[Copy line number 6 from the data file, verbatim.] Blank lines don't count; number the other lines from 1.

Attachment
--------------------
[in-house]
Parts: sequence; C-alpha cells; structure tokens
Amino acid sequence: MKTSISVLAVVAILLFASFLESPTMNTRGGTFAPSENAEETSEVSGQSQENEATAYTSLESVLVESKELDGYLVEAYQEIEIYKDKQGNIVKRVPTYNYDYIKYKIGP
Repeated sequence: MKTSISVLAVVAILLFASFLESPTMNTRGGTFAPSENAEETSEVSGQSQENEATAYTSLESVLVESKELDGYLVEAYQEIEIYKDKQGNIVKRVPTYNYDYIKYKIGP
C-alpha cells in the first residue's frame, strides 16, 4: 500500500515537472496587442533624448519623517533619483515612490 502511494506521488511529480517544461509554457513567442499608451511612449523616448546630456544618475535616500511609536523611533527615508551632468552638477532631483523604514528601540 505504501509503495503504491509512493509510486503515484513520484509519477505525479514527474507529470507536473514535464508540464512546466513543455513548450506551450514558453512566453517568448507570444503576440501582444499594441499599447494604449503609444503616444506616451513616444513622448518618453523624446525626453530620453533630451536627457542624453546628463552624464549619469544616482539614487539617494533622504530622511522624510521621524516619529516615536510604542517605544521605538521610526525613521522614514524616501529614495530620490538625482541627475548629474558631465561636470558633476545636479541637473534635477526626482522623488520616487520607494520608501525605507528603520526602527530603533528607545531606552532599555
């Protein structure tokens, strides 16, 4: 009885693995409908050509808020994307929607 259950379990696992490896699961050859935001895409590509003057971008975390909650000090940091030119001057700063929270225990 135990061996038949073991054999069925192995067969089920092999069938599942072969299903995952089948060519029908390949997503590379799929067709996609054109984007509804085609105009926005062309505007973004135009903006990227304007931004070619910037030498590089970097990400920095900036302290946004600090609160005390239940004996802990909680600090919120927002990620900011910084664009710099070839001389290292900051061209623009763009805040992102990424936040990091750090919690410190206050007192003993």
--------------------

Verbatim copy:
């Protein structure tokens, strides 16, 4: 009885693995409908050509808020994307929607 259950379990696992490896699961050859935001895409590509003057971008975390909650000090940091030119001057700063929270225990 135990061996038949073991054999069925192995067969089920092999069938599942072969299903995952089948060519029908390949997503590379799929067709996609054109984007509804085609105009926005062309505007973004135009903006990227304007931004070619910037030498590089970097990400920095900036302290946004600090609160005390239940004996802990909680600090919120927002990620900011910084664009710099070839001389290292900051061209623009763009805040992102990424936040990091750090919690410190206050007192003993």